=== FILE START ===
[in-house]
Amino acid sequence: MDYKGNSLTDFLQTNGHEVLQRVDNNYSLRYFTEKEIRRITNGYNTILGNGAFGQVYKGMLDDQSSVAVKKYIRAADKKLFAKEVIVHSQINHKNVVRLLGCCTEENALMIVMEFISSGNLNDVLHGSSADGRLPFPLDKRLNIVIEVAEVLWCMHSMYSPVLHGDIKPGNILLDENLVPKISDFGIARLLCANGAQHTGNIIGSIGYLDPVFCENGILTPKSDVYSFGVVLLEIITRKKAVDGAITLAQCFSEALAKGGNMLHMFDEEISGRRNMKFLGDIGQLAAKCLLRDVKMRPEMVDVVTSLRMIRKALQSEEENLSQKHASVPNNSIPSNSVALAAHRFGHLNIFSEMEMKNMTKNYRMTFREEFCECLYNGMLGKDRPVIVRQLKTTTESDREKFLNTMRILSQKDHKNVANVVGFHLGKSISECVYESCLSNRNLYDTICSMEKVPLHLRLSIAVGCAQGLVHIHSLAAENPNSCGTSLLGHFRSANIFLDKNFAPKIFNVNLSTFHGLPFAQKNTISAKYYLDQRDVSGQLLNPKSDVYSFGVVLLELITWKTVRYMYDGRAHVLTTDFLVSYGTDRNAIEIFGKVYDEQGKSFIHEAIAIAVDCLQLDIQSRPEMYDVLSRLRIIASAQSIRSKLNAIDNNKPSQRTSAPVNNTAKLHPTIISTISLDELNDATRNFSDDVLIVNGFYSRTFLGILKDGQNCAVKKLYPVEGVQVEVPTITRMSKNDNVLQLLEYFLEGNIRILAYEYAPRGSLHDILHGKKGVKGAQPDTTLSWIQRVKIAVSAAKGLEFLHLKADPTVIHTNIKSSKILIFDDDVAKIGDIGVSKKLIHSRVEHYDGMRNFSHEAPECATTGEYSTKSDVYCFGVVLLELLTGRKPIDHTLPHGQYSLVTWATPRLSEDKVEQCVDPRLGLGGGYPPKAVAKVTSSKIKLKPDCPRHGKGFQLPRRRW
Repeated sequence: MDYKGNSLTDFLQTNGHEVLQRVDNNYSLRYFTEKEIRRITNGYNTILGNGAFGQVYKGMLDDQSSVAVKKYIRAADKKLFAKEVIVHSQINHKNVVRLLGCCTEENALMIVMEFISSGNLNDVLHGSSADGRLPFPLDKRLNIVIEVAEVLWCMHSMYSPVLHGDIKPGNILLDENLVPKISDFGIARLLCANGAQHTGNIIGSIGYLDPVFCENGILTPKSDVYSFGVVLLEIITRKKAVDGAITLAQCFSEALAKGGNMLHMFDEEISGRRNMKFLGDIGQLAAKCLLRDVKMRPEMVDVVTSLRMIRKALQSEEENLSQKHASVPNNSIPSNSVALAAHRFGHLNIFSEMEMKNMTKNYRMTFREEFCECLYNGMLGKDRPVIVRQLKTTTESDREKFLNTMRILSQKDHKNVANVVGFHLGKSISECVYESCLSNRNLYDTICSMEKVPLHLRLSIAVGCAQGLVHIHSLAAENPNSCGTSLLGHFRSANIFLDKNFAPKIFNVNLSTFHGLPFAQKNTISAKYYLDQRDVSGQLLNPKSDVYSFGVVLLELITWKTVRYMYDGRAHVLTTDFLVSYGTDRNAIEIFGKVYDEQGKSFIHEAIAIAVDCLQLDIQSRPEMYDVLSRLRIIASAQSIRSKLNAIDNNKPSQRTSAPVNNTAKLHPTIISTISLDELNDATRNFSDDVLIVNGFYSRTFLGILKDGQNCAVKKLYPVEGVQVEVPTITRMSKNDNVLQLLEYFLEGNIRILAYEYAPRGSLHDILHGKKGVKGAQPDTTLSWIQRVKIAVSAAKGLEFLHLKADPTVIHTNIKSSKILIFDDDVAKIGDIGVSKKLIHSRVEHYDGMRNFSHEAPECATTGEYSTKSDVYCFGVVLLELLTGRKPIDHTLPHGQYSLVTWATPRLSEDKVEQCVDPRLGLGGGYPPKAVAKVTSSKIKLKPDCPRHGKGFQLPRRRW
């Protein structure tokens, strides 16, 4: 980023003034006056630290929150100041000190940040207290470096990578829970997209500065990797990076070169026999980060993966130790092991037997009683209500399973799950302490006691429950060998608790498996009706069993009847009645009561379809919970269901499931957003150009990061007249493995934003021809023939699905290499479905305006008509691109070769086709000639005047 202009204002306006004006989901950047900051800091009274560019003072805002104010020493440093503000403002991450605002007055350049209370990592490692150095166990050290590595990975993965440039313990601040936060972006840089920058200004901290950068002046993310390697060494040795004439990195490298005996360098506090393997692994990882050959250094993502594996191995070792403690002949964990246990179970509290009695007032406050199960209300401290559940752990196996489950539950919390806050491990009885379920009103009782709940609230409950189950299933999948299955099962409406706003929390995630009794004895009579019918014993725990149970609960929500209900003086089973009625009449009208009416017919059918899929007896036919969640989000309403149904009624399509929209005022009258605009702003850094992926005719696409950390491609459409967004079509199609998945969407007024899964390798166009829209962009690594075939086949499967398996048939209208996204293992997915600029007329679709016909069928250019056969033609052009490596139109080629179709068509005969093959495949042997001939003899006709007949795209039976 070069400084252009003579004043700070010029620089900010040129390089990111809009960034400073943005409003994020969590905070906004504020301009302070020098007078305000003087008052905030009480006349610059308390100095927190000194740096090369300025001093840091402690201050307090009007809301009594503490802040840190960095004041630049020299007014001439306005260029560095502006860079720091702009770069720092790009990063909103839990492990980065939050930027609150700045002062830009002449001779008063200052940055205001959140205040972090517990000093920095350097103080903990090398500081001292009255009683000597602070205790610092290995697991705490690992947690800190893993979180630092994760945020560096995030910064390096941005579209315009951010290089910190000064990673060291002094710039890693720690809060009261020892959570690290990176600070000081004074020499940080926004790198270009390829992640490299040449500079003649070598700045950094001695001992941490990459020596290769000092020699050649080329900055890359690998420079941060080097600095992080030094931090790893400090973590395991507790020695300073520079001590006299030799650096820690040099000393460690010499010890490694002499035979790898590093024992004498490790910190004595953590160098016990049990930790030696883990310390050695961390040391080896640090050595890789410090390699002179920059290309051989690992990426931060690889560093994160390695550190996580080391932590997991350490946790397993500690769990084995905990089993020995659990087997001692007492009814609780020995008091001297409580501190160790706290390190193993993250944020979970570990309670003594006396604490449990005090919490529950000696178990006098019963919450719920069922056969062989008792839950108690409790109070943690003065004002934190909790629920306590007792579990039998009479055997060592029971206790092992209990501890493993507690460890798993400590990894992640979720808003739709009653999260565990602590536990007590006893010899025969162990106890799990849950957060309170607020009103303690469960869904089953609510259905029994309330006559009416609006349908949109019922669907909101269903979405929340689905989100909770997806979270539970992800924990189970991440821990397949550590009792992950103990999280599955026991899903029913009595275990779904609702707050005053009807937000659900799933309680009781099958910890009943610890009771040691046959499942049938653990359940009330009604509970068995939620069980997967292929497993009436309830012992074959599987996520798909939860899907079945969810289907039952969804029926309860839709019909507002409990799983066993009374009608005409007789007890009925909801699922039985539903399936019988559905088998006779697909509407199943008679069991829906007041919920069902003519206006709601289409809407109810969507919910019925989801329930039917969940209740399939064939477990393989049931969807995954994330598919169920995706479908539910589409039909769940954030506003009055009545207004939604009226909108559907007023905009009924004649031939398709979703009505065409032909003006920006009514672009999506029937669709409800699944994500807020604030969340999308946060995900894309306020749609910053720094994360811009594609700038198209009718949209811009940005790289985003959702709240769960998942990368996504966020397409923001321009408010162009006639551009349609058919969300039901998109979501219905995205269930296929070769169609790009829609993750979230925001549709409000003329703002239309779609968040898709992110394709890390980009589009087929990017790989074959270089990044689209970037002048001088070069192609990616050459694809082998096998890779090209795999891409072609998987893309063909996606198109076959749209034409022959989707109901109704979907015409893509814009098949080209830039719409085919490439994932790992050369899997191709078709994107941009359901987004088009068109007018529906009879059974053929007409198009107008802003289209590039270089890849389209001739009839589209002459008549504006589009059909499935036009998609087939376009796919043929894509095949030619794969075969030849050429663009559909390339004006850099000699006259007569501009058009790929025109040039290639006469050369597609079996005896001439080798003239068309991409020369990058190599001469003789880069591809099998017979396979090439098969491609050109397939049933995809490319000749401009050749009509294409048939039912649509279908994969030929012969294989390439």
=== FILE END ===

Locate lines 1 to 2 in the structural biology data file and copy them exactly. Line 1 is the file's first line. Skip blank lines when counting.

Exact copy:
[in-house]
Amino acid sequence: MDYKGNSLTDFLQTNGHEVLQRVDNNYSLRYFTEKEIRRITNGYNTILGNGAFGQVYKGMLDDQSSVAVKKYIRAADKKLFAKEVIVHSQINHKNVVRLLGCCTEENALMIVMEFISSGNLNDVLHGSSADGRLPFPLDKRLNIVIEVAEVLWCMHSMYSPVLHGDIKPGNILLDENLVPKISDFGIARLLCANGAQHTGNIIGSIGYLDPVFCENGILTPKSDVYSFGVVLLEIITRKKAVDGAITLAQCFSEALAKGGNMLHMFDEEISGRRNMKFLGDIGQLAAKCLLRDVKMRPEMVDVVTSLRMIRKALQSEEENLSQKHASVPNNSIPSNSVALAAHRFGHLNIFSEMEMKNMTKNYRMTFREEFCECLYNGMLGKDRPVIVRQLKTTTESDREKFLNTMRILSQKDHKNVANVVGFHLGKSISECVYESCLSNRNLYDTICSMEKVPLHLRLSIAVGCAQGLVHIHSLAAENPNSCGTSLLGHFRSANIFLDKNFAPKIFNVNLSTFHGLPFAQKNTISAKYYLDQRDVSGQLLNPKSDVYSFGVVLLELITWKTVRYMYDGRAHVLTTDFLVSYGTDRNAIEIFGKVYDEQGKSFIHEAIAIAVDCLQLDIQSRPEMYDVLSRLRIIASAQSIRSKLNAIDNNKPSQRTSAPVNNTAKLHPTIISTISLDELNDATRNFSDDVLIVNGFYSRTFLGILKDGQNCAVKKLYPVEGVQVEVPTITRMSKNDNVLQLLEYFLEGNIRILAYEYAPRGSLHDILHGKKGVKGAQPDTTLSWIQRVKIAVSAAKGLEFLHLKADPTVIHTNIKSSKILIFDDDVAKIGDIGVSKKLIHSRVEHYDGMRNFSHEAPECATTGEYSTKSDVYCFGVVLLELLTGRKPIDHTLPHGQYSLVTWATPRLSEDKVEQCVDPRLGLGGGYPPKAVAKVTSSKIKLKPDCPRHGKGFQLPRRRW